Step 2: Mono and Stereo at the Same Time

If you’ve already got an audio cable hooked up from the DVD player to the TV set you’ve got a couple of choices. You can disconnect the audio cable from the DVD player to the TV and hook up your computer speakers (no sound will come out of the TV’s speaker), or use a splitter so the mono audio still goes to the TV while the stereo audio goes to the speakers. An inexpensive RCA Male to two RCA Females splitter will do the job. (An adapter changes one type of connector to another while a splitter takes a signal and splits it into two identical signals.)

My preference is to use the splitter because it gives extra flexibility. If I’m just watching an ordinary DVD then I’ll just use the TV’s built-in speakers and leave the speakers unpowered. But if it’s an action movie with lots of audio effects or a musical I’ll turn on the external speakers.

The first photo shows a gray colored splitter cable plugged into the DVD player’s white (left/mono) audio jack. The white cable from the adapter is plugged into the splitter and the red cable on the adapter is plugged into the red audio output jack (hidden underneath the gray splitter cable in this photo). The speakers are connected to the other end of the adapter. The other half of the splitter sends the left audio channel to the television, along with the existing yellow (video) signal.

Hooking up external speakers to your DVD player has an added bonus; the DVD player can also be used as an audio CD player. Just leave the TV set powered off. Put an audio CD into your DVD player and you can listen to CDs through the stereo speakers.
I have a few of these reused setups around my house.I didn't pay more than$6 each.But I only buy the ones with internal power.<br>A JBL system in my workshop with an old android phone as an internet radio/dlna reciever with an added usb charging port.<br><br>An Altec Lansing system in my garage with a Bluetooth a2dp reciever wired inside it,$12,30 watt stereo Bluetooth system.<br><br>And a nice Logitech system that's going out on my deck,internal Bluetooth of course,as soon as its done.<br>The price is right!<br>
<p> Philip, </p><p>I need your help. I want to add wire to my existing mini stereo speakers so I can put them on top of the entertainment center instead of right next to the stereo amp. I have speaker wire and I have 22-16 butt splice pieces. I will have to strip the wires at both ends, insert into butt splice and really crimp them hard to get them to stay in there nice and solid. My question is what do I use to make a good solid crimp. Wire strippers or something else. When they are attached to the stereo they just go thru a hole and close the pin and they are attached.</p><p>I would appreciate your help on this because I don't want to mess up the butt splices. </p><p>Thank you in advance for any help you could give me.</p><p>Glenda</p>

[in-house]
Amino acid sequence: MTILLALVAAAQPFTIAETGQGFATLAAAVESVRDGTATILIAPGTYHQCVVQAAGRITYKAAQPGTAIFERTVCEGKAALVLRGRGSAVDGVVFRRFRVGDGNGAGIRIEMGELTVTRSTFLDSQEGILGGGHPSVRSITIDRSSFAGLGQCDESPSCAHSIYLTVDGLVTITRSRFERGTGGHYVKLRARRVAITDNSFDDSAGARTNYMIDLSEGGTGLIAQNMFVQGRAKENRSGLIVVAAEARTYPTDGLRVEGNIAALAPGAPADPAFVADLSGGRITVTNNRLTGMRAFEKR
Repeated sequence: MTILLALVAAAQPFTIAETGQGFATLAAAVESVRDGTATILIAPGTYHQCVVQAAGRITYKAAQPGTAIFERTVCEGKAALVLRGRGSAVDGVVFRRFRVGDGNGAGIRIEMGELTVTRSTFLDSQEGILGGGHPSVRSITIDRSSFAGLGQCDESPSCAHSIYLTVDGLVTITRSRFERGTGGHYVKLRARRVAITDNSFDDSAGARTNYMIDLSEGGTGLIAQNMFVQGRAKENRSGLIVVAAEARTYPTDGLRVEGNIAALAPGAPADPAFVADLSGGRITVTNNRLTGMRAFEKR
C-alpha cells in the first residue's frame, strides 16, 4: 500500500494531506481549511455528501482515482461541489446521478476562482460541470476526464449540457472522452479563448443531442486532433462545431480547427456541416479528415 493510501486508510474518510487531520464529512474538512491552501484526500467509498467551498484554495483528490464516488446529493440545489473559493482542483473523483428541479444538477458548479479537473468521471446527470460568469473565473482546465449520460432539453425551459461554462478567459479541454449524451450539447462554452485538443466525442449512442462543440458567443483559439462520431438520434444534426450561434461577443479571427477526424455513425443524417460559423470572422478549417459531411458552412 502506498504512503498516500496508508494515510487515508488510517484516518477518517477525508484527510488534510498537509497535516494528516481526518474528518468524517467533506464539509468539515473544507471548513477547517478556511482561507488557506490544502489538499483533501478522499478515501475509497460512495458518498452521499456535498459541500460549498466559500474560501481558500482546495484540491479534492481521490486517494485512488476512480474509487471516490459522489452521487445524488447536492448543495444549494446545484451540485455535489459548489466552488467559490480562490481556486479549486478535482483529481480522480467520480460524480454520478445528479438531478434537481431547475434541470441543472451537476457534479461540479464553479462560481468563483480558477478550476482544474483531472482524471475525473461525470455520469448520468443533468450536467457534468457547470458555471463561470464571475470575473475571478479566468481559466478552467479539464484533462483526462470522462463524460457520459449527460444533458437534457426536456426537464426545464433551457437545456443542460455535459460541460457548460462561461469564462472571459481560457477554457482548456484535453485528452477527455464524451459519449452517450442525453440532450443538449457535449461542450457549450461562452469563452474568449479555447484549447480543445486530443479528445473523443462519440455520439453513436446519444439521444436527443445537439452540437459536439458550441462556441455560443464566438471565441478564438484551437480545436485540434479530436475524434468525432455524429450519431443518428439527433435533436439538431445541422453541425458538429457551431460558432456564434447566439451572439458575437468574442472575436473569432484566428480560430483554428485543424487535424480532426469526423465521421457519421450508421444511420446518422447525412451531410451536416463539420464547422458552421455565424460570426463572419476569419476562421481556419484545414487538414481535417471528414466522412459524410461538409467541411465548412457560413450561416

<p>OK thanks for the demos. BUT your link to <a href="http://www.neatinformation.com/howto/reusing%20speakers.html" rel="nofollow">http://www.neatinformation.com/howto/reusing%20speakers.html</a> is no longer working. Please either update or take it down.</p>
<p>I don't get this. It's like an instructable on spoons and how to eat soup or ice cream with them.</p>
<p>Maybe for you, but not for others. I've shown many friends how to use used computer speakers to add stereo to a DVD player, a speakerphone for a smartphone, etc. and they've all appreciated the information instead of making a snide comment about teaching them how to use a spoon.</p><p>Also, an extremely high-tech gamer friend was astonished when I suggested that he add a pair of speakers to his computer for surround sound - it just never occurred to him!</p>
<p>To me it's really pushing the limits of spam,trying to get everyone here,and also anyone who may link to here,to redirect them to neatinfo for web traffic revenue.</p>
Great instructables, I've picked some really cheap and great speakers on goodwill stores and yard sales. <br>As a tip: some old compaq speakers (around 95 to 99) have JBL 4ohm drives on them. <br>Im actually building a hi-fi stereo amplifier using 2 brideged Tda40 IC's for running 6 of these speakers. <br>
I totally agree with you -- used pc speakers are the best buy out there for low-cost audio, and I've picked them up used for as little as $5. Not only do I used them on my computers, but on a dedicated internet radio, an mp3 player, and for the audio on a talking robot head that I built. They can also be disguised, as in an instructable I did some time ago: <br><br>https://www.instructables.com/id/Vintage-Speaker-Cabinet/<br><br>Nice job on the instructable!
Thanks. I see them all the time at $5 - and at this point I think that it's too much(!). I've got about three spare pairs of speakers in my workroom ready for projects, so I only pick up additional ones if they're $3 or less unless they're extremely decent ones.<br><br>I did pay $4 for the 2.1 subwoofer + 2 speakers I mentioned in the instructable, but only because it had the subwoofer and had two sets of inputs.<br>

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Bio: Writer, engineer, techie. I've been using computers since the original Apple II in 1978 and have always been interested in technical topics. Check out ... More »
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